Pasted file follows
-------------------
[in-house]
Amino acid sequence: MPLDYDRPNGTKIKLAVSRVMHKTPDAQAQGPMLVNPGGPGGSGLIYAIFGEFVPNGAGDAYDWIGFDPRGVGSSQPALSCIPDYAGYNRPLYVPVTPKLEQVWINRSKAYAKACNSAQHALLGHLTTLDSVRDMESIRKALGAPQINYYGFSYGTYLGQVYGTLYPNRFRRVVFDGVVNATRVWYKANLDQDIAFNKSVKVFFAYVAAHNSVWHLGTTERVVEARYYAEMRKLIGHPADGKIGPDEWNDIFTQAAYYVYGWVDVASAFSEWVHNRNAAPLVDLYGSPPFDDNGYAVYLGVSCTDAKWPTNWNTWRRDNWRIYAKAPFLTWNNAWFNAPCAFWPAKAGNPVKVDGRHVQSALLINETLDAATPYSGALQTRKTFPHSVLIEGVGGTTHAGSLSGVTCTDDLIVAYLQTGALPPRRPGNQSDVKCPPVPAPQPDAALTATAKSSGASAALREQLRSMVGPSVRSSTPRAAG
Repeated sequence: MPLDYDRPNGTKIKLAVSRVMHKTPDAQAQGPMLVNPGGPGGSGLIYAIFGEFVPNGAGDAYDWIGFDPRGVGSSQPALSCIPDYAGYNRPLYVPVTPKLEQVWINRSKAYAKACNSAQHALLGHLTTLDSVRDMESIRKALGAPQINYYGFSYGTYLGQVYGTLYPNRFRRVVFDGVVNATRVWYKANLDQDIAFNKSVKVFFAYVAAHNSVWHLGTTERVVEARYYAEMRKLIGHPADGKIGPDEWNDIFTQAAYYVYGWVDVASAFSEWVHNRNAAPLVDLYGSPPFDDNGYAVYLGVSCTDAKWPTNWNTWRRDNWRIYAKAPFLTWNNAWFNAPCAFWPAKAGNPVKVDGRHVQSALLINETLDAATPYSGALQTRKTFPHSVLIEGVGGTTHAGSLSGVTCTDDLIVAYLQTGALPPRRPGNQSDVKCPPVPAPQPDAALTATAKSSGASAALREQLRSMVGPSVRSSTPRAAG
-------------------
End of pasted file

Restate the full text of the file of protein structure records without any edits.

[in-house]
Amino acid sequence: MPLDYDRPNGTKIKLAVSRVMHKTPDAQAQGPMLVNPGGPGGSGLIYAIFGEFVPNGAGDAYDWIGFDPRGVGSSQPALSCIPDYAGYNRPLYVPVTPKLEQVWINRSKAYAKACNSAQHALLGHLTTLDSVRDMESIRKALGAPQINYYGFSYGTYLGQVYGTLYPNRFRRVVFDGVVNATRVWYKANLDQDIAFNKSVKVFFAYVAAHNSVWHLGTTERVVEARYYAEMRKLIGHPADGKIGPDEWNDIFTQAAYYVYGWVDVASAFSEWVHNRNAAPLVDLYGSPPFDDNGYAVYLGVSCTDAKWPTNWNTWRRDNWRIYAKAPFLTWNNAWFNAPCAFWPAKAGNPVKVDGRHVQSALLINETLDAATPYSGALQTRKTFPHSVLIEGVGGTTHAGSLSGVTCTDDLIVAYLQTGALPPRRPGNQSDVKCPPVPAPQPDAALTATAKSSGASAALREQLRSMVGPSVRSSTPRAAG
Repeated sequence: MPLDYDRPNGTKIKLAVSRVMHKTPDAQAQGPMLVNPGGPGGSGLIYAIFGEFVPNGAGDAYDWIGFDPRGVGSSQPALSCIPDYAGYNRPLYVPVTPKLEQVWINRSKAYAKACNSAQHALLGHLTTLDSVRDMESIRKALGAPQINYYGFSYGTYLGQVYGTLYPNRFRRVVFDGVVNATRVWYKANLDQDIAFNKSVKVFFAYVAAHNSVWHLGTTERVVEARYYAEMRKLIGHPADGKIGPDEWNDIFTQAAYYVYGWVDVASAFSEWVHNRNAAPLVDLYGSPPFDDNGYAVYLGVSCTDAKWPTNWNTWRRDNWRIYAKAPFLTWNNAWFNAPCAFWPAKAGNPVKVDGRHVQSALLINETLDAATPYSGALQTRKTFPHSVLIEGVGGTTHAGSLSGVTCTDDLIVAYLQTGALPPRRPGNQSDVKCPPVPAPQPDAALTATAKSSGASAALREQLRSMVGPSVRSSTPRAAG